The Broadcasting Complaints Authority has declined to uphold a complaint about controversial television presenter Paul Henry saying homosexuality was unnatural.
Henry, co-host of TV One's Breakfast show, made the comments during a discussion about a proposed law change to allow homosexual couples to adopt children.
On the August 20 broadcast, Henry said he was "iffy" about the law change and that homosexuality was "unnatural".
Co-host Alison Mau questioned his remarks and read out viewer feedback, including one that said, "To call this unnatural is ludicrous and narrow-minded. Gay couples are great parents and are more than qualified to raise children."
But Henry said people should not be frightened of saying that homosexuality was unnatural.
"It is unnatural, although homosexuality is through all species," he said.
"I don't know if it's through all species but many, many species. A lot of monkeys are homosexual."
Later in the discussion he said: "The thing is, though, if you go to any animal park, and I've got to be careful what I say here, but if you go to any animal park, you will find monkeys being filthy with each other."
"That is completely beside the point," Mau said.
Complainant Ken Cage said that Mr Henry's comments were offensive and the message conveyed justified "bullying others on the basis of their perceived sexual orientation".
The Free-to-Air Broadcasting Code of Practice says broadcasters should not encourage discrimination against, or denigration of, any section of the community because of, among other things, sexual orientation.
The authority found that while the comments were clearly provocative and would have offended some viewers, they were framed in a way that encouraged discussion about the proposed law change.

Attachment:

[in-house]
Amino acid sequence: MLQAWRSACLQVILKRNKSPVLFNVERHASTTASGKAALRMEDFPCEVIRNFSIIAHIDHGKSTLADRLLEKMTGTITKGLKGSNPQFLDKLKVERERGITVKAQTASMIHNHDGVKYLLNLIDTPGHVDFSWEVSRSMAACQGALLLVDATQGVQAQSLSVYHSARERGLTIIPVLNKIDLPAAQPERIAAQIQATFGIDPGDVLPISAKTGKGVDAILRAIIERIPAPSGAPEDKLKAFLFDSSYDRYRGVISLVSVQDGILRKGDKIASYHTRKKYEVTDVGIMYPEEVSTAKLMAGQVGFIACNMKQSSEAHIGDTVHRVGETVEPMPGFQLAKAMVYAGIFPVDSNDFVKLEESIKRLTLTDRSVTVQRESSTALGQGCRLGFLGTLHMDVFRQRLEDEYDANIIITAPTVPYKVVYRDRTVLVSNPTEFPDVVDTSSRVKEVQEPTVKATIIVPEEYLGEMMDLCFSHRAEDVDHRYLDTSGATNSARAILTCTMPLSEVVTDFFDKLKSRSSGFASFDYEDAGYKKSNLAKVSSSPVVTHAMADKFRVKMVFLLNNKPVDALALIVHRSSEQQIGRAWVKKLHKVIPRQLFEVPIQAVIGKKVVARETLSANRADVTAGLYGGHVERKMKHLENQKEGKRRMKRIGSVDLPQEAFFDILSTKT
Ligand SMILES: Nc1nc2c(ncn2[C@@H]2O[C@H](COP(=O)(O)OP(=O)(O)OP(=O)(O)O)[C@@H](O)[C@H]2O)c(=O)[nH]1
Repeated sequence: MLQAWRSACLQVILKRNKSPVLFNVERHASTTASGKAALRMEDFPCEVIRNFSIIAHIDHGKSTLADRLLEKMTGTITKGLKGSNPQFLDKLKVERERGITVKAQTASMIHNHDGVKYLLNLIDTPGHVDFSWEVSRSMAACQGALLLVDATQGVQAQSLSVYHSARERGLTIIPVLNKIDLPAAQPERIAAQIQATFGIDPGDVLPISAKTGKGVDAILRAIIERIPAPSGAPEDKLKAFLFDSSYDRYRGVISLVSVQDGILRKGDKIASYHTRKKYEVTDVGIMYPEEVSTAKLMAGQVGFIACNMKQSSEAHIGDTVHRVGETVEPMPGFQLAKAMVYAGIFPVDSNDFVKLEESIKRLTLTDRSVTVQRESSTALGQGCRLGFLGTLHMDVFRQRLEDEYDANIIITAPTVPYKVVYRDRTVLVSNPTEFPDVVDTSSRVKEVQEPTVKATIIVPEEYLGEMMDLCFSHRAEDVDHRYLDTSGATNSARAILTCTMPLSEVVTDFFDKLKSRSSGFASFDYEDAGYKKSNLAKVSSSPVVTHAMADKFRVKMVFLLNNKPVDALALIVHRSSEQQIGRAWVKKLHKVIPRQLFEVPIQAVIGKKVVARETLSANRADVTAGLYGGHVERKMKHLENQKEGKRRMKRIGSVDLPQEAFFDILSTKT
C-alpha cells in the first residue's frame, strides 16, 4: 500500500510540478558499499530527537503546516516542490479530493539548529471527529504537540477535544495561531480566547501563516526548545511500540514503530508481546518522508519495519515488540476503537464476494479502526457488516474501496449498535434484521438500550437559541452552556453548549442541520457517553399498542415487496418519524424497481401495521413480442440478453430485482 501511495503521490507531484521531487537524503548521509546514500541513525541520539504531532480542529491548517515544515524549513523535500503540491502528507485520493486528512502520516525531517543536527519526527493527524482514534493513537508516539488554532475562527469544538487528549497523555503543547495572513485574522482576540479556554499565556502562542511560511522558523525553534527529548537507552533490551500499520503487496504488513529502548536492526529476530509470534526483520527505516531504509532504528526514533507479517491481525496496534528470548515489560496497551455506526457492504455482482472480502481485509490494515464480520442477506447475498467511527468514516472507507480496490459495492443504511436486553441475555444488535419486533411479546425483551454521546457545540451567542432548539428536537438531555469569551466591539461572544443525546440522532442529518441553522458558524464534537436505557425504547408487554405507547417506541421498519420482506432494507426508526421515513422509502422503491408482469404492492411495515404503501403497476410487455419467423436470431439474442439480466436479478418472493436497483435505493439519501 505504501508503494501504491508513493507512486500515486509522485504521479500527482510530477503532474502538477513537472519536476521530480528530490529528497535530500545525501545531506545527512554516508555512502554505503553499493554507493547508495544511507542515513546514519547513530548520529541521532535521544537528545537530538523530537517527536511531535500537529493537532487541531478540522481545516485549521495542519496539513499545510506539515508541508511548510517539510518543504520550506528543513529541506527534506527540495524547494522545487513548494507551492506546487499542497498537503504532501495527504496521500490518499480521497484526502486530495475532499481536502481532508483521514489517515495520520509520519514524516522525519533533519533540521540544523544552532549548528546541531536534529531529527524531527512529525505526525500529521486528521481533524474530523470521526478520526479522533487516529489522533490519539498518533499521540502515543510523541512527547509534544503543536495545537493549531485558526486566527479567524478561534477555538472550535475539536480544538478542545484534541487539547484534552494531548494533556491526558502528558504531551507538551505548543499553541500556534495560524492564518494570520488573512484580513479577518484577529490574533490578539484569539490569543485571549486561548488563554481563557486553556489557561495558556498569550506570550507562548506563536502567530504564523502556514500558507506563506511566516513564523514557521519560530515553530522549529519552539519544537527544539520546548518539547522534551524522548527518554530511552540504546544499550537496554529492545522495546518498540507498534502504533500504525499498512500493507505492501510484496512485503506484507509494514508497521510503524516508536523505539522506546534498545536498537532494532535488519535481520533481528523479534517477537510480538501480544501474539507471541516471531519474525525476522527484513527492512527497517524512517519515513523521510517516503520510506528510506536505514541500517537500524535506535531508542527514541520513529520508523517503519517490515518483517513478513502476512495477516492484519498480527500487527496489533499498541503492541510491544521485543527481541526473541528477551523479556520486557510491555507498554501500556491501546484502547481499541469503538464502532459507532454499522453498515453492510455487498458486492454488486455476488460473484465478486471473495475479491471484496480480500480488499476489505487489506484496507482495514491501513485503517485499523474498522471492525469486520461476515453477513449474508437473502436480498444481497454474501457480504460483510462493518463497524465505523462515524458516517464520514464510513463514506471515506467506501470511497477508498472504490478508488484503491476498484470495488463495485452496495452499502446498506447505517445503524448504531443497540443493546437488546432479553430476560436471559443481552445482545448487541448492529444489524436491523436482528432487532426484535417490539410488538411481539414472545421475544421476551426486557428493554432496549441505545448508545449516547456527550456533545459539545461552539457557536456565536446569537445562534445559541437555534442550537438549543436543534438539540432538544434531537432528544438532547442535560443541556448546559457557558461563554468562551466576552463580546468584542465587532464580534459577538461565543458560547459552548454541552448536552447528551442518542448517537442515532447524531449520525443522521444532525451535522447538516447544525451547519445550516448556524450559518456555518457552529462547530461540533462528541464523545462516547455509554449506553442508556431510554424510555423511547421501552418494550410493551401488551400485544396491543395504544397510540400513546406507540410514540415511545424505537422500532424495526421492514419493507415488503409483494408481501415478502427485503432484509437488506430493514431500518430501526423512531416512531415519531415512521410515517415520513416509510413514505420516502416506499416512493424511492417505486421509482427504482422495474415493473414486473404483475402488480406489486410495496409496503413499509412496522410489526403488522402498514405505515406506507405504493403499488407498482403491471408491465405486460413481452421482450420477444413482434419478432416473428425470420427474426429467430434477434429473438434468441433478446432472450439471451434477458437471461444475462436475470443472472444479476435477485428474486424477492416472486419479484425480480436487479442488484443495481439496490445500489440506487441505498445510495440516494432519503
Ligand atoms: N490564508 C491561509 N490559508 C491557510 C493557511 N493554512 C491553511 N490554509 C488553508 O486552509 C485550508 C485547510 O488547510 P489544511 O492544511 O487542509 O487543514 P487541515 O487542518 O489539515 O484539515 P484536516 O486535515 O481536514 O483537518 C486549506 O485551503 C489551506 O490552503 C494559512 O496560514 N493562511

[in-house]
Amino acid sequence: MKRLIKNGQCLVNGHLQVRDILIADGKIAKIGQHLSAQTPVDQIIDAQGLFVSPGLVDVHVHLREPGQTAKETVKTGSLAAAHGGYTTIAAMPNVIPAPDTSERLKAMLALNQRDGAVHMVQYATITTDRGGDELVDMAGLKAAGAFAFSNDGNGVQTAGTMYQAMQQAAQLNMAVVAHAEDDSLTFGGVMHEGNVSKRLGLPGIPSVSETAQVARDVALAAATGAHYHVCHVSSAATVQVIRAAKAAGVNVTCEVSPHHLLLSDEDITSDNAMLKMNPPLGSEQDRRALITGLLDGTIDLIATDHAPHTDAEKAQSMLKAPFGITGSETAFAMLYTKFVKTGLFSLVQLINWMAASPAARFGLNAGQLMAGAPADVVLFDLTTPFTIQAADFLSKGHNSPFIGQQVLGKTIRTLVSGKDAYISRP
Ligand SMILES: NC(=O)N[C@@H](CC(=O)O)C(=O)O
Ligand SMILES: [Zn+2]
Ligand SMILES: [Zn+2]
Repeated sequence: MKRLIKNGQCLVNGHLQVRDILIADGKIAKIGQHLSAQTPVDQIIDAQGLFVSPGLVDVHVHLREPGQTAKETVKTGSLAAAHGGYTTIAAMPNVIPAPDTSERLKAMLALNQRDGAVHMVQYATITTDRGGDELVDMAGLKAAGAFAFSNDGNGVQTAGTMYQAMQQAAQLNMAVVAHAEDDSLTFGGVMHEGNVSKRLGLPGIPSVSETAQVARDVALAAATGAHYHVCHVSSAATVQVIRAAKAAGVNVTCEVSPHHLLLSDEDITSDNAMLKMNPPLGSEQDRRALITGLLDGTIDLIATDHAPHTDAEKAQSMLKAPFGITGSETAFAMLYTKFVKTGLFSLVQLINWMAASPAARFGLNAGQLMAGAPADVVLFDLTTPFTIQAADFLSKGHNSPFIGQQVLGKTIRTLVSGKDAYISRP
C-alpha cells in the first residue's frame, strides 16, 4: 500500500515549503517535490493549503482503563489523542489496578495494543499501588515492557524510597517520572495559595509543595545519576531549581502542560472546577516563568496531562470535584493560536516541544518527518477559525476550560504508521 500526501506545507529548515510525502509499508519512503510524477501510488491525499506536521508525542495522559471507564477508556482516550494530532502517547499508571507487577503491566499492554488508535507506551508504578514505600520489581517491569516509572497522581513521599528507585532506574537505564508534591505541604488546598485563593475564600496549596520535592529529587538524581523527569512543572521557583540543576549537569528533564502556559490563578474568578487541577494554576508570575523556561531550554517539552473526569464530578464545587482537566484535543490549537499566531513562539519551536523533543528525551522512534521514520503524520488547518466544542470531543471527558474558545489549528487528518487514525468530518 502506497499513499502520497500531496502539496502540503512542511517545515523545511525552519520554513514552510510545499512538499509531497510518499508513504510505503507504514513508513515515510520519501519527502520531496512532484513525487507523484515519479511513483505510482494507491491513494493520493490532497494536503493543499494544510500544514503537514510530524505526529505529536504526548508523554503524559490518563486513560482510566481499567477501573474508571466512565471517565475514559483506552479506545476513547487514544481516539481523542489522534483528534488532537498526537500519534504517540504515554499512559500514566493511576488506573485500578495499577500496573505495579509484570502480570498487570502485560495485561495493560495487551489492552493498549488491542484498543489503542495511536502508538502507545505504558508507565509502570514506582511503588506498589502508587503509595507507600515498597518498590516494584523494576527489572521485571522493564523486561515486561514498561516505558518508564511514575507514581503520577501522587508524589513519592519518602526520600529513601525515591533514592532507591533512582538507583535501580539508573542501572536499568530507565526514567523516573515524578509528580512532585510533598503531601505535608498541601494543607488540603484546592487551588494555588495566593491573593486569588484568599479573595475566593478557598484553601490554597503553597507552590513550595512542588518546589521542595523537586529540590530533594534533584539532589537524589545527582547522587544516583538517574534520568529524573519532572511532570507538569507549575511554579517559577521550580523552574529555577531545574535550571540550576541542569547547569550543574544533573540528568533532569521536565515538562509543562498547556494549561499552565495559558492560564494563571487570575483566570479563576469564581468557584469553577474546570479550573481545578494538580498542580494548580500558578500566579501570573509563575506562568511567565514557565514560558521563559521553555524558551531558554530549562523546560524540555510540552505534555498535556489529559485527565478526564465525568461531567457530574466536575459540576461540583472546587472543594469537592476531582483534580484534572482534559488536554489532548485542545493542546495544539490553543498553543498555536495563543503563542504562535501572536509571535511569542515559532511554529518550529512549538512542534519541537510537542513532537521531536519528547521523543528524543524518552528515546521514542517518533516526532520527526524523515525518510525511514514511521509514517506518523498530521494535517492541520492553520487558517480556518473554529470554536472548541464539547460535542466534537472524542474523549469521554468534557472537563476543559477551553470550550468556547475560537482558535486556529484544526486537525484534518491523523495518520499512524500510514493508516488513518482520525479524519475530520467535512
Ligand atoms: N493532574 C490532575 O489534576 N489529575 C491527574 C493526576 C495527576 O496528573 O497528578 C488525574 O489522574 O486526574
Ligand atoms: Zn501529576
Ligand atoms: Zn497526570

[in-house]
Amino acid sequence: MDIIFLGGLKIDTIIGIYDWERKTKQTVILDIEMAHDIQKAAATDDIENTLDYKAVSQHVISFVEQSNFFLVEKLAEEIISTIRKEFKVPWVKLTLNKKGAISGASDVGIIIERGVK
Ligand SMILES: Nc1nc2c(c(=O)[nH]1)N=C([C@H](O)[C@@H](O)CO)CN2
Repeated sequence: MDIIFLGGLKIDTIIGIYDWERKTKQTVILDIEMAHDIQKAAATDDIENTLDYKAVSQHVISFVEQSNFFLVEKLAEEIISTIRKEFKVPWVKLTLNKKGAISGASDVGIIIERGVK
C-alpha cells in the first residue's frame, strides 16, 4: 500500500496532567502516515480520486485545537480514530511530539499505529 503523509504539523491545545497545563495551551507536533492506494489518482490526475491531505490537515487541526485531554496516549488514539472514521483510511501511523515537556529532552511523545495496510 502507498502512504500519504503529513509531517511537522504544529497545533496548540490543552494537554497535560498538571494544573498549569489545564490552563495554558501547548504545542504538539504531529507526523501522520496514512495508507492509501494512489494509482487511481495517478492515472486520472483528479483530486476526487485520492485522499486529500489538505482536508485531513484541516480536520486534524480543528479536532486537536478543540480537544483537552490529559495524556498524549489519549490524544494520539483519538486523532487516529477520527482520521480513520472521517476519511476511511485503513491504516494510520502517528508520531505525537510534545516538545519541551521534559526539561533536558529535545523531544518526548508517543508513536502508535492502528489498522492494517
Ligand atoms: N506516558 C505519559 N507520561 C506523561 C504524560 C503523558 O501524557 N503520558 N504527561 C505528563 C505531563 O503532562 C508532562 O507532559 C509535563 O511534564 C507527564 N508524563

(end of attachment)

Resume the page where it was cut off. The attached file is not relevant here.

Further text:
Opposing views were clearly presented by the programme's co-host, by two MPs interviewed on the programme and in viewer feedback, the authority said.
In light of the freedom of speech requirements of the Bill of Rights, "a high level of invective is necessary for the authority to conclude that a broadcast encourages denigration or discrimination," the decision said.
"The authority considers that on this occasion, particularly in the context of the entire discussion, the host's comments were not sufficiently vitriolic and lacked the necessary invective to reach the threshold for encouraging discrimination against, or denigration of, homosexuals for the purposes of the standard."
Henry raised public ire in November after referring to intellectually-disabled Britain's Got Talent star Susan Boyle as "retarded".
Earlier last year the authority found Henry had breached standards of good taste, decency and fairness after he read viewer comments that a female guest, Greenpeace worker Stephanie Mills, had a moustache. He then added his own comments, while co-host Mau pleaded with him to stop.
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